When a Toyota executive asked employees to brainstorm “ways to increase their productivity”, all he got back were blank stares. When he rephrased his request as “ways to make their jobs easier”, he could barely keep up with the amount of suggestions.

Words carry strong implicit meaning and, as such, play a major role in how we perceive a problem. In the example above, ‘be productive’ might seem like a sacrifice you’re making for the company, while ‘make your job easier’ may be more like something you’re doing for your own benefit, but from which the company also benefits. In the end, the problem is still the same, but the feelings — and the points of view — associated with each of them are vastly different.

To create an effective outcome frame, play freely with the initial problem statement, rewording it several times. For example take single words and substitute variations – instead of ‘increase sales’ try replacing ‘increase’ with ‘attract’, ‘develop’, ‘extend’, ‘repeat’ and see how your perception of the
problem changes.

Other very useful business frames include…

The Out Frame – which defines what is not to be included in a particular intervention. For example… “I understand that ‘X’ is something that must be addressed in a future discussion, but at the moment we need to focus on ‘Y’”

The ‘As if’ Frame – which provides a way to create more choices and/or options for action by switching perceptual position, time, possibility instead of impossibility etc.

Final thought

Suppose the government is preparing for the outbreak of an unusual disease, which is expected to kill 600 people. Two alternative programs to combat the disease have been proposed, and you must choose which one you think is better. These are the estimates of the outcomes for each program:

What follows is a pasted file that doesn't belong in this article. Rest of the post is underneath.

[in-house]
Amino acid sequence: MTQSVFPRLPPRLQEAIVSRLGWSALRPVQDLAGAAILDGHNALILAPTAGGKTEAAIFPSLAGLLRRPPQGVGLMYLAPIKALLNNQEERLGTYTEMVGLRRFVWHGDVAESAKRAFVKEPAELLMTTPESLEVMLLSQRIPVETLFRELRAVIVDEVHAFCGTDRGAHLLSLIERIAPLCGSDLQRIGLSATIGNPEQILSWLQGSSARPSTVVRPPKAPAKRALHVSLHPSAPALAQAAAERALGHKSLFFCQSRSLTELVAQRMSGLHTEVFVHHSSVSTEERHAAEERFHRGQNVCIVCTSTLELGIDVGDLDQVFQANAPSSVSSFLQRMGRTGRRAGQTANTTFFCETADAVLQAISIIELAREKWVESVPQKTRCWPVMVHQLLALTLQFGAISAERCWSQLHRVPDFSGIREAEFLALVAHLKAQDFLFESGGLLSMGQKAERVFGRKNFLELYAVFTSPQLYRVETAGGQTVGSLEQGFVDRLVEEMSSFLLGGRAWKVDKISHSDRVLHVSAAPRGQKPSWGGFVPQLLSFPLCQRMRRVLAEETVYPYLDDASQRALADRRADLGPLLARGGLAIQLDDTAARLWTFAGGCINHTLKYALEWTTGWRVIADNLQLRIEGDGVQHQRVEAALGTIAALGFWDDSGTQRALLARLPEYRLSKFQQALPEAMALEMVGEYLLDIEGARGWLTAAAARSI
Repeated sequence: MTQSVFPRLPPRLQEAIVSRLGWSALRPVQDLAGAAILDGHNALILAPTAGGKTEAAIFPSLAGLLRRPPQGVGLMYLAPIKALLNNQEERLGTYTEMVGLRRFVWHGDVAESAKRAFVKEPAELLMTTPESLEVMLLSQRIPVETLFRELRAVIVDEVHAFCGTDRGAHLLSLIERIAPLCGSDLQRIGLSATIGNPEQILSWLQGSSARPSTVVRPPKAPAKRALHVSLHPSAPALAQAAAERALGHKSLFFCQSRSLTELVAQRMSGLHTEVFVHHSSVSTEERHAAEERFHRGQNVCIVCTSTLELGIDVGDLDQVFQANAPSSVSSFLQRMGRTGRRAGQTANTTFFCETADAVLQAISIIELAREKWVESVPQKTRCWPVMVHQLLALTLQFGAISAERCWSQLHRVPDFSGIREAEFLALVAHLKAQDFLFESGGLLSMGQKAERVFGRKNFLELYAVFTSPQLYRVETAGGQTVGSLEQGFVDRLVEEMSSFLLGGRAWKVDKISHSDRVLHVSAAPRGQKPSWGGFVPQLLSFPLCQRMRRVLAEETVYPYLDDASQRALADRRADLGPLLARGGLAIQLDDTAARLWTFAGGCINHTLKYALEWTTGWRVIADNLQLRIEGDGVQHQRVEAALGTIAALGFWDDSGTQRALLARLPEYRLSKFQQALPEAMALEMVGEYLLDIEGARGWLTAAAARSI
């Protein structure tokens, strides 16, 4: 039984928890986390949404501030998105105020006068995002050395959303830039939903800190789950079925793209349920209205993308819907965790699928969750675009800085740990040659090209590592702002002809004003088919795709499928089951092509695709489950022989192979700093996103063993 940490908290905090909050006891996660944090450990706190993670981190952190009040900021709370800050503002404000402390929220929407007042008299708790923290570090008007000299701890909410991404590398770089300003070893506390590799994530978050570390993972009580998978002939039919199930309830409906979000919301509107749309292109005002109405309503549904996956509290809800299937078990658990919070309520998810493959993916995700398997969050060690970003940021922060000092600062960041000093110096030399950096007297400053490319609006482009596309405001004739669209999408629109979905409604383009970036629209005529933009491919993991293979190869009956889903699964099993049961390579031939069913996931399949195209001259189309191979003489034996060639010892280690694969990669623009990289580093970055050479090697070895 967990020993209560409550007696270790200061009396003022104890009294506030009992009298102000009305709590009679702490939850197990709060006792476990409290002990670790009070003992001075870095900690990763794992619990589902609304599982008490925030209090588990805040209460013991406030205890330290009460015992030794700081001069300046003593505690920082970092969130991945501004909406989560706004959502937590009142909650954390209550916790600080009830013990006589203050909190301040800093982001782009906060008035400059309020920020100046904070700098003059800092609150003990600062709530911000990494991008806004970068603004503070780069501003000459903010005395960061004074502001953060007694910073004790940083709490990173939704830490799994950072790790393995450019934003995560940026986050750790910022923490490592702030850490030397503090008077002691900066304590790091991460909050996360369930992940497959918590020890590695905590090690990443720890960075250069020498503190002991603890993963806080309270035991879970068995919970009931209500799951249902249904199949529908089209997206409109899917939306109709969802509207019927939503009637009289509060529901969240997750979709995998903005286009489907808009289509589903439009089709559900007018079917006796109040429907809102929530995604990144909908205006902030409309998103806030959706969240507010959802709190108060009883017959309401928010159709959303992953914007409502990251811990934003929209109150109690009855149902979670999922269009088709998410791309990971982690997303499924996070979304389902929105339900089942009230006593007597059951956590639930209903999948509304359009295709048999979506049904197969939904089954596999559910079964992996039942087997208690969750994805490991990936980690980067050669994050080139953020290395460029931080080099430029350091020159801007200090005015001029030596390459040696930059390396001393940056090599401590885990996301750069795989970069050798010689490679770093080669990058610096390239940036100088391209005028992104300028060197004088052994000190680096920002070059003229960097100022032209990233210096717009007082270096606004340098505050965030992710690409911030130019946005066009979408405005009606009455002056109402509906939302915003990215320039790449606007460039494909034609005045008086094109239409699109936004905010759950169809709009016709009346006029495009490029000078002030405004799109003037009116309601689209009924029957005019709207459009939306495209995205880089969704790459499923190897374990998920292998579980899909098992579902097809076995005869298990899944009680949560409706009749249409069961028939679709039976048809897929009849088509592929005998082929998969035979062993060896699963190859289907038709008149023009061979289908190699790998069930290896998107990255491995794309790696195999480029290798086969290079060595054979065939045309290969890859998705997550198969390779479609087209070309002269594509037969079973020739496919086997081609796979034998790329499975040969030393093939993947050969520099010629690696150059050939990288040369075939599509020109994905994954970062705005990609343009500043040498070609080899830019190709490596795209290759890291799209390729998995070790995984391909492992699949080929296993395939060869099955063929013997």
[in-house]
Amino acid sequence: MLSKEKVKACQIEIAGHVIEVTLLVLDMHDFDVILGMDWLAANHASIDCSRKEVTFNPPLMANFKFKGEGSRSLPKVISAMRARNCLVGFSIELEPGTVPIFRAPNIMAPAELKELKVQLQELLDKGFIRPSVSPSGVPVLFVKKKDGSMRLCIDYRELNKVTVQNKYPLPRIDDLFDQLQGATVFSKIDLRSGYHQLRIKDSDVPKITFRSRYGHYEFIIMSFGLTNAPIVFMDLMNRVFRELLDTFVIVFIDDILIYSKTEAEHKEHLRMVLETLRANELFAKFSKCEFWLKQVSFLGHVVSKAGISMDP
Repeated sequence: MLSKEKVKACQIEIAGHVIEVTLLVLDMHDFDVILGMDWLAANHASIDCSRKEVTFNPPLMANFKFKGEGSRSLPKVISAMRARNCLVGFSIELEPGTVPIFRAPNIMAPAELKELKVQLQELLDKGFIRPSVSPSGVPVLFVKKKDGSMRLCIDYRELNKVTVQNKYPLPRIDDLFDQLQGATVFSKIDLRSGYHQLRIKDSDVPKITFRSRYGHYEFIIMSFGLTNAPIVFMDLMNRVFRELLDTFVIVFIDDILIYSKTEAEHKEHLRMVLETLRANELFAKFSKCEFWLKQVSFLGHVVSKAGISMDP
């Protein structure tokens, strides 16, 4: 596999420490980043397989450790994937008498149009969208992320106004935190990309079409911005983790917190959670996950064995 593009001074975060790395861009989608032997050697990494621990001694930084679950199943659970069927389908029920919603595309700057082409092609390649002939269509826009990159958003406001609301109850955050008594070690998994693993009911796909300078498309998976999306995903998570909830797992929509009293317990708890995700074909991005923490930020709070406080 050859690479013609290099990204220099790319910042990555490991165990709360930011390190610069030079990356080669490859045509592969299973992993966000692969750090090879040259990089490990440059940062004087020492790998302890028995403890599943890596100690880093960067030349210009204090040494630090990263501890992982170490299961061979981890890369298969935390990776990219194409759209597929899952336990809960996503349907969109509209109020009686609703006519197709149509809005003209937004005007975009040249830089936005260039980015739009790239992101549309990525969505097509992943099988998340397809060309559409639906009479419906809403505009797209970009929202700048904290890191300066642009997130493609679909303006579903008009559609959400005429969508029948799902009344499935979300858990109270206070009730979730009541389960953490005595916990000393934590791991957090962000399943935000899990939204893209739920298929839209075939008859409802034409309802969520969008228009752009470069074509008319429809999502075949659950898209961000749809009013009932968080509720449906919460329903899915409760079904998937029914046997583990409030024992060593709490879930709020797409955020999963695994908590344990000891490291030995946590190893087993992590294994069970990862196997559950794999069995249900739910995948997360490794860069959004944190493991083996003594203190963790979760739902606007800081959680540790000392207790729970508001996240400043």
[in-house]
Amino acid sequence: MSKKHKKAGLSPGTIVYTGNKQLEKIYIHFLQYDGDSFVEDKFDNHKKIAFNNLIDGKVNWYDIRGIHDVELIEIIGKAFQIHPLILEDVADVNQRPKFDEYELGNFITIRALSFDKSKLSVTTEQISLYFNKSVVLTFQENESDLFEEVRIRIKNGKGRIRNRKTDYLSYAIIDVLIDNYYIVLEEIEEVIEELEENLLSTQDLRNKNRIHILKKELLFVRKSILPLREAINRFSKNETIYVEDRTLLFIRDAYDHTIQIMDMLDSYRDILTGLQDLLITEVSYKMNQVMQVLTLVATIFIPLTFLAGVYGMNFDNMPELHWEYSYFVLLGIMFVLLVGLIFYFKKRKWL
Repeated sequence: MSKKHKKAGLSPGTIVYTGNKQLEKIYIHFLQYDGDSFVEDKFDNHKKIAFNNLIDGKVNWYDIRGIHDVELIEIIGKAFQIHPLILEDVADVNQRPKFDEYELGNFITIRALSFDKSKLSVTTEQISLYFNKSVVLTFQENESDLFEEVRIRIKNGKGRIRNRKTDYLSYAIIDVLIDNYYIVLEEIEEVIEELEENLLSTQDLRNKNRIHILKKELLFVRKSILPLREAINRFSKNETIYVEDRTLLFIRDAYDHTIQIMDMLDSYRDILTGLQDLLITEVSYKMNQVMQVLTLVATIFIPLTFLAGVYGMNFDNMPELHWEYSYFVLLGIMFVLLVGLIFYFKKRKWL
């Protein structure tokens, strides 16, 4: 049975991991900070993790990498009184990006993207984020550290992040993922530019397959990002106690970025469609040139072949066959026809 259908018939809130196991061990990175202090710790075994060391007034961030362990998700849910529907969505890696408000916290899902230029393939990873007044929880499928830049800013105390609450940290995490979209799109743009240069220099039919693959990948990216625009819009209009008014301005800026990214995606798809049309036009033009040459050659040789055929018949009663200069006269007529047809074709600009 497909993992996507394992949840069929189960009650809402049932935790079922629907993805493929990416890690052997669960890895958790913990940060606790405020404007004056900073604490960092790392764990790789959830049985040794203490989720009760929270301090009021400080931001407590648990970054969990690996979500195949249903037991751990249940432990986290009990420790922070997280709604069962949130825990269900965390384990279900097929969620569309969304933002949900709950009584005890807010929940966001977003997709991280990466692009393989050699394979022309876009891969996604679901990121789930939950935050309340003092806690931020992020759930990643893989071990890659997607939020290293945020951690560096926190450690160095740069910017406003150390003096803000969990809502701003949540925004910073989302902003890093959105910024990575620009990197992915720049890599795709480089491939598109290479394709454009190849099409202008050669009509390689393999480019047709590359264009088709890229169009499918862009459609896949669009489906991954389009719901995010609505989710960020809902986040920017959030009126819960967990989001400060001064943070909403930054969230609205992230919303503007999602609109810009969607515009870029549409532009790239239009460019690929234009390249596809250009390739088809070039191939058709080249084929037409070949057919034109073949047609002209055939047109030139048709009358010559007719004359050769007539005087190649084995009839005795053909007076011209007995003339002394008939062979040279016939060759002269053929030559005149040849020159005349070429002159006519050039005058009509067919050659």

Program A: 200 people will be saved.
Program B: There’s a ⅓ chance that 600 people will be saved and a ⅔ chance that no people will be
saved.

Now suppose that, instead of those two programs above, you’ve been presented with the following two programs instead. As in the previous situation, pick the one you think is better.

Program C: 400 people will die.
Program D: There’s a ⅓ chance that nobody will die, and a ⅔ chance that 600 people will die.

Which programs did you pick? This question was asked in a famous experiment by Tversky and Kahneman (which led to a Nobel Prize for Kahneman), with 72% of participants choosing option A over B, and 78% choosing D over C.

The fact is, as you’ve probably noticed, programs A and C are identical, as are programs B and D. They’re objectively the same — the same numbers of people live and die, with the same odds — but they’re presented — or framed — in different ways!

So, in essence the skill of framing is quite simple – decide what you want the other party to pay attention to, and frame your communication in such a way that this becomes the most likely outcome!

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Comments

  1. very insightful. a different approach from the traditional thinking on problem solving